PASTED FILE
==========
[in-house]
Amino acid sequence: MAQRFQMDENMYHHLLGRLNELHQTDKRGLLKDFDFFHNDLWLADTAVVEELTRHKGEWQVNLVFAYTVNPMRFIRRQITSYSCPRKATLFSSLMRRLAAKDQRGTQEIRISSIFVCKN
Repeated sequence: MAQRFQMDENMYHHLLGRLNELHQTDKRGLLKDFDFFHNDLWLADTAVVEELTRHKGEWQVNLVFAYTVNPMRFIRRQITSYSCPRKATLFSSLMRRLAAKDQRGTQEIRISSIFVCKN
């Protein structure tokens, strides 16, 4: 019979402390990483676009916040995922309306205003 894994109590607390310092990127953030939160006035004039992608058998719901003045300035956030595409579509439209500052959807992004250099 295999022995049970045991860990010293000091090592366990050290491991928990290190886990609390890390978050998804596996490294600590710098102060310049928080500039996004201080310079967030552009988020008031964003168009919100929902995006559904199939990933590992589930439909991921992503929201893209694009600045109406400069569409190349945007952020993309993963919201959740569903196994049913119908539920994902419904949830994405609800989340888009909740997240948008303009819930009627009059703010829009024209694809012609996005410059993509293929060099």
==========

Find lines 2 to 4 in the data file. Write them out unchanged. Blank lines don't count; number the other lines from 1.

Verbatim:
Amino acid sequence: MAQRFQMDENMYHHLLGRLNELHQTDKRGLLKDFDFFHNDLWLADTAVVEELTRHKGEWQVNLVFAYTVNPMRFIRRQITSYSCPRKATLFSSLMRRLAAKDQRGTQEIRISSIFVCKN
Repeated sequence: MAQRFQMDENMYHHLLGRLNELHQTDKRGLLKDFDFFHNDLWLADTAVVEELTRHKGEWQVNLVFAYTVNPMRFIRRQITSYSCPRKATLFSSLMRRLAAKDQRGTQEIRISSIFVCKN
């Protein structure tokens, strides 16, 4: 019979402390990483676009916040995922309306205003 894994109590607390310092990127953030939160006035004039992608058998719901003045300035956030595409579509439209500052959807992004250099 295999022995049970045991860990010293000091090592366990050290491991928990290190886990609390890390978050998804596996490294600590710098102060310049928080500039996004201080310079967030552009988020008031964003168009919100929902995006559904199939990933590992589930439909991921992503929201893209694009600045109406400069569409190349945007952020993309993963919201959740569903196994049913119908539920994902419904949830994405609800989340888009909740997240948008303009819930009627009059703010829009024209694809012609996005410059993509293929060099």